Maia Sandu at Kennedy School Class Day

A battler against corruption in a small, threatened nation

President Maia Sandu
Photograph by Jessica Scranton/Courtesy of Harvard Kennedy School of Government

The war in Ukraine loomed over the Class Day celebrations at the Harvard Kennedy School (HKS) Wednesday afternoon, with a keynote address delivered by Maia Sandu, M.C./M.P.A. ’10, president of the Republic of Moldova, a small nation that borders Ukraine to the southwest. Since Vladimir Putin’s invasion of its larger neighbor, experts have speculated that the country of four million people could also become a Russian target, and Sandu told The Economist earlier this month that this is Moldova’s most dangerous moment since gaining independence from the Soviet Union in 1992. 

Introducing Sandu, HKS dean Douglas Elmendorf spoke of the upheaval her country has endured amid the fighting on its doorstep: increased security risks, economic turmoil, and a wave of desperate refugees. Almost 500,000 fleeing Ukrainians crossed into Moldova during the past three months, and about 100,000 remain there, he said—nearly all of them, Sandu added later, sheltering in the homes of Moldovan citizens. “The challenges Moldova faces today are almost unimaginable,” Elmendorf said. “And yet, President Sandu keeps going….She has demonstrated principle and effective public leadership and is a model for us all, something for us all to aspire to.”  

Sandu, too, talked briefly about the war, which has stretched her country’s economic and social resources and threatened its sovereignty. “There can be no justification for Russia’s war against Ukraine, another sovereign nation, for capturing territories or carving out spheres of influence in the 21st century,” she said. In March, Moldova officially applied to become a member of European Union, and recently it was granted candidate status, an important step in the process toward membership and, Sandu said, “an anchor for our independence, peaceful development, economic and political reforms.”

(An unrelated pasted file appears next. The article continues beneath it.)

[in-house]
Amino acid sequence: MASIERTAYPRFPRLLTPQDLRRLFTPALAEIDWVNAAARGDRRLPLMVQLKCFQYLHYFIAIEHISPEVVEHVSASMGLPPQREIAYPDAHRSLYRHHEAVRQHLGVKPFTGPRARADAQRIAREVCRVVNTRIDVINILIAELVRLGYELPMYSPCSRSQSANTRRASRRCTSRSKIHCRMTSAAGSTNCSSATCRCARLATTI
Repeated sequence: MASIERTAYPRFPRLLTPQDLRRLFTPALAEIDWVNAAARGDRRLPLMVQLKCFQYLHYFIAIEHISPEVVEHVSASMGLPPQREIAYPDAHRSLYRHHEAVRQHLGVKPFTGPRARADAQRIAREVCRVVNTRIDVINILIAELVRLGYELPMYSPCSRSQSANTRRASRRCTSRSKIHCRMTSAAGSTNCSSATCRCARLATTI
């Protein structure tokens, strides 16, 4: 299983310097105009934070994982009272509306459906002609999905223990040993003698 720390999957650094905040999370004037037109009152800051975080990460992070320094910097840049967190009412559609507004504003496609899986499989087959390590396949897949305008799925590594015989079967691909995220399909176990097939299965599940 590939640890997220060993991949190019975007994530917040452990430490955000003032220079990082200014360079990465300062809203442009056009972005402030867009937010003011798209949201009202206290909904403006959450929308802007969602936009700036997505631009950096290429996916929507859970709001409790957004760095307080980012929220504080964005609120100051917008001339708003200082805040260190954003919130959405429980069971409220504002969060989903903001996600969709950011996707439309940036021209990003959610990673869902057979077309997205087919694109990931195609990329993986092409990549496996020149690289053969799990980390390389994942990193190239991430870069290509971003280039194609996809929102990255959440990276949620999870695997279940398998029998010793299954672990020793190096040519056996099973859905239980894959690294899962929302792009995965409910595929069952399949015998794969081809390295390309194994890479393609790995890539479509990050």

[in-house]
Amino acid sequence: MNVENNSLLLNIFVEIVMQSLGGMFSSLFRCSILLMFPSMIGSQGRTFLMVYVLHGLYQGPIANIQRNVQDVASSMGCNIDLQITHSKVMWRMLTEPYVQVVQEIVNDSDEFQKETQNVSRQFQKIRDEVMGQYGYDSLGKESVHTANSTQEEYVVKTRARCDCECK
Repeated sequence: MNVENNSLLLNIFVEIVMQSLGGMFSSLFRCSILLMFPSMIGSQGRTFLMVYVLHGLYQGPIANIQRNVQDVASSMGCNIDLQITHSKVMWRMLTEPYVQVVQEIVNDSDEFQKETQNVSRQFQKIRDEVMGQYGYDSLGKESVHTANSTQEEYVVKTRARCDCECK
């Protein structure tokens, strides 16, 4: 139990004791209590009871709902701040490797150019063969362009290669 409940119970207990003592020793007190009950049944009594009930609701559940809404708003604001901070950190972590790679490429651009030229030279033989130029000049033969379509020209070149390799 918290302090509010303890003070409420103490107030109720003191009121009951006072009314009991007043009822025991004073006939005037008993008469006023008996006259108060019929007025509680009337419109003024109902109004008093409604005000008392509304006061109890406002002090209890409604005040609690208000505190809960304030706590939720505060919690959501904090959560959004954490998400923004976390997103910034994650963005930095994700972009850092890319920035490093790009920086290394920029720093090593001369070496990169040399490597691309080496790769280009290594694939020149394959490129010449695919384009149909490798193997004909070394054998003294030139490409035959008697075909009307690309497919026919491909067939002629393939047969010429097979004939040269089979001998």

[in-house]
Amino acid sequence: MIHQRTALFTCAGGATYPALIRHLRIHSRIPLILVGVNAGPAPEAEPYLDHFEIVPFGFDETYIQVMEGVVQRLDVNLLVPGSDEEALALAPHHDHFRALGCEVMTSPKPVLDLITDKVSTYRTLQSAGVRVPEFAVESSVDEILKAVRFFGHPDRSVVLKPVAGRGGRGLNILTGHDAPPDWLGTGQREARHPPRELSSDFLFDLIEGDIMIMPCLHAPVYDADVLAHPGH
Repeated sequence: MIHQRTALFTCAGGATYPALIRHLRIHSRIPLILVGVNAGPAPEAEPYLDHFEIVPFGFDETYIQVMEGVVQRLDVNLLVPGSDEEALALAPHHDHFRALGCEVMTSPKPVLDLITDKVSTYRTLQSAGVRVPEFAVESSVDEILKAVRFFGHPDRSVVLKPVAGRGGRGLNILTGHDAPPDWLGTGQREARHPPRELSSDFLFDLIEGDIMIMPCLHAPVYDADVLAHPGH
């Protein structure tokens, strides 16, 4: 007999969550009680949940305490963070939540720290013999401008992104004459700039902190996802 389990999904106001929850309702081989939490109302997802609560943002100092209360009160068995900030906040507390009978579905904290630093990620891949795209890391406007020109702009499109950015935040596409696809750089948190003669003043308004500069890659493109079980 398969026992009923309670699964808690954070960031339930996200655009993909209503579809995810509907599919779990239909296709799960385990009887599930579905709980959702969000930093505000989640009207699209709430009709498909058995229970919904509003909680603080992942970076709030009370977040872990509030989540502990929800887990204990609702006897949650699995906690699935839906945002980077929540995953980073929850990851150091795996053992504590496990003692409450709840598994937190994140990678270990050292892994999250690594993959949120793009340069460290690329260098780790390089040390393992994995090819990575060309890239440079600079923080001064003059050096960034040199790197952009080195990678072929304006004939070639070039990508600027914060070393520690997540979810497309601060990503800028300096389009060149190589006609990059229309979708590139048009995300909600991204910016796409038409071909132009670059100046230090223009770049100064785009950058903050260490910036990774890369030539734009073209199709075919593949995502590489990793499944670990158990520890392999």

But most of her address focused on her political journey of the past decade, her efforts to rid Moldova of corruption and institute a new kind of politics there. Her entry into politics was not planned, she said—she arrived at Harvard in 2009 as a mid-level civil servant and after graduation took a job as an advisor at the World Bank. An unexpected offer to become Moldova’s minister of education brought her back home, transforming her overnight into a public figure and launching what would become a grueling and ever-widening struggle to end corruption in Moldova: sharp reforms to stop a “corruption ring” in schools—“cheating at high school graduation exams was almost a national sport,” she said—grew into a national campaign to rid the country of its “authoritarian oligarchic regime.” In 2015, Sandu founded the Party of Action and Solidarity, and ran for president a year later, winning enough votes to establish her political party as a consistent force in parliament. In 2019 became prime minister on the strength of a “fragile” coalition with the pro-Russian democratic socialists. Sandu was forced out a few months later—because, she said “we refused to compromise on our values: rule of law, independent justice, good governance in the interest of our citizens, transparency”—but in 2020 won the country’s presidency with 58 percent of the vote (a landslide election the following year brought to power the current prime minister, Natalia Gavrilita, M.P.P. ’05). Along the way, the powerful establishment leveled threats and intimidation, canceled elections, and used “unabating” propaganda. “But we knew that we had to stop them before they would become too strong and drag the country into long term authoritarianism.”